Restructuring Cardboard Boxes into Life-Size Objects

Placing your empty cardboard boxes in the recycling bin is one way of effectively dealing with the common material, but artist Chris Gilmour opts to sculpturally mimic objects with them instead. The English sculptor reworks average cardboard boxes to construct incredibly detailed replicas of varied objects ranging in size from a teacup to a grand piano. It’s hard to believe that these are real objects disguised in a cardboard design.

The uncommon medium, though paper-based, seems like a difficult substance to work with because of its stiffness, but you wouldn’t know it looking through Glimour’s portfolio of work. Each piece is brilliantly sculpted and pasted together, making one believe that they can actually hop on his scooter and zoom off. Even the cardboard bicycles have all of their spokes, chains, pedals, and inflated tires.

An added bonus to the artist’s work is the labeling and stickers that were originally on the cardboard boxes that have been left intact. Rather than giving the illusion of realistic objects that have a unicolored scheme, Gilmour reveals the true origins of the material, further perplexing his audience with his astounding ability to repurpose the medium we regularly encounter. Next time you order pizza, think of the artistic possibilities that pizza box can offer.

Chris Gilmour website
via [Beautiful Decay]

January 22, 2017

Felted Bird Sculptures Celebrate the Colorful Details of Peacock Feathers

Captivated by color and fascinated with feathers, Australian artist Jill Ffrench handcrafts enchanting felted birds. In her splendid series of peacock pieces, Ffrench pays particular attention to the creatures’ tail feathers, which she adorns with beautifully balanced patterns and eye-catching designs. Composed only of wire, wax, and a range of colorful felt, the sculptures convey both the beauty of birds and the capabilities of the craft itself.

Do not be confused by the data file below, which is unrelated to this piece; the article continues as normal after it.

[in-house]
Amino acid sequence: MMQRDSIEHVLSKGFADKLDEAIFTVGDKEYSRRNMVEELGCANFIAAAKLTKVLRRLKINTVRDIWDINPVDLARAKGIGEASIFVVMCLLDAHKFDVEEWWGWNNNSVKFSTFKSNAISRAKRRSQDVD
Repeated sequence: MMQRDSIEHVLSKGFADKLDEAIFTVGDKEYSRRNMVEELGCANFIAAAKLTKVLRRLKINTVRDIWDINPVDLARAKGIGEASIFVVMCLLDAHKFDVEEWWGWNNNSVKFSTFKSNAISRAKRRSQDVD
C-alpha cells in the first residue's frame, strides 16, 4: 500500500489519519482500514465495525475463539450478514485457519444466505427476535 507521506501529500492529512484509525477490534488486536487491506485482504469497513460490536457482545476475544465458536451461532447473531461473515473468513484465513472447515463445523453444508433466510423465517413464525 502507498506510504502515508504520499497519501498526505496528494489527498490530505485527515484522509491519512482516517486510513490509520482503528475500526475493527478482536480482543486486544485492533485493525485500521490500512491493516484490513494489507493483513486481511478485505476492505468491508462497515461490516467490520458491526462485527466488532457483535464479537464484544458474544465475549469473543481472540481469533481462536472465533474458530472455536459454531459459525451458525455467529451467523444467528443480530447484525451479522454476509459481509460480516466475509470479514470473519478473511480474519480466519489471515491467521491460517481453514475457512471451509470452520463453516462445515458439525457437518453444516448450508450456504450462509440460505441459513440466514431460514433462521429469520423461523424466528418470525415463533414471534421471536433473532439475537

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January 21, 2017

Fluttering Paper Birds Intricately Cut From Old Maps and Atlases

With vintage maps and aged atlases as her guides, London-based artist Claire Brewster crafts airy and ethereal avian cut-outs. Her colorful collection of paper birds play with negative space and silhouettes to illustrate the elegant aesthetic of birds in flight. Each figure features intricately carved feathers that appear to delicately flutter. With extended wings and alternating positions, the birds demonstrate the unique gestures of flying birds.

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